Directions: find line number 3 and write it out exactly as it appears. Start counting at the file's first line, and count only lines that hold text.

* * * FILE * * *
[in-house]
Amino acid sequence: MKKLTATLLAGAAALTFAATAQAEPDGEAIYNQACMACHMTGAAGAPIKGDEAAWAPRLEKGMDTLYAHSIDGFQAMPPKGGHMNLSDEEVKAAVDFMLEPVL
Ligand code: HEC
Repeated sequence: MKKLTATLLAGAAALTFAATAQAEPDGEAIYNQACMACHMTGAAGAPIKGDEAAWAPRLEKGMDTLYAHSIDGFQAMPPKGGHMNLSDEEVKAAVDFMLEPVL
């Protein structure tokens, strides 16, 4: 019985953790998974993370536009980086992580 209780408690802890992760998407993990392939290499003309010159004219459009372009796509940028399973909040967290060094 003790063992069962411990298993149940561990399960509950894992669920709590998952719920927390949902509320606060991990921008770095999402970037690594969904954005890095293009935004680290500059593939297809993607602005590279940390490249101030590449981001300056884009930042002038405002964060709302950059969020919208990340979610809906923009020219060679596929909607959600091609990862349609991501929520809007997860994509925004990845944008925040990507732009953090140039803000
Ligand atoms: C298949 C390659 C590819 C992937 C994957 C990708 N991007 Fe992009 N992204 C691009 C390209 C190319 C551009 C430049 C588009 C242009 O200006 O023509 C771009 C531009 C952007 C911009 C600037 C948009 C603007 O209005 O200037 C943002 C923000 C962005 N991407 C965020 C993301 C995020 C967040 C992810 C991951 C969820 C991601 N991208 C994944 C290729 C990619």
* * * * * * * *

Ligand code: HEC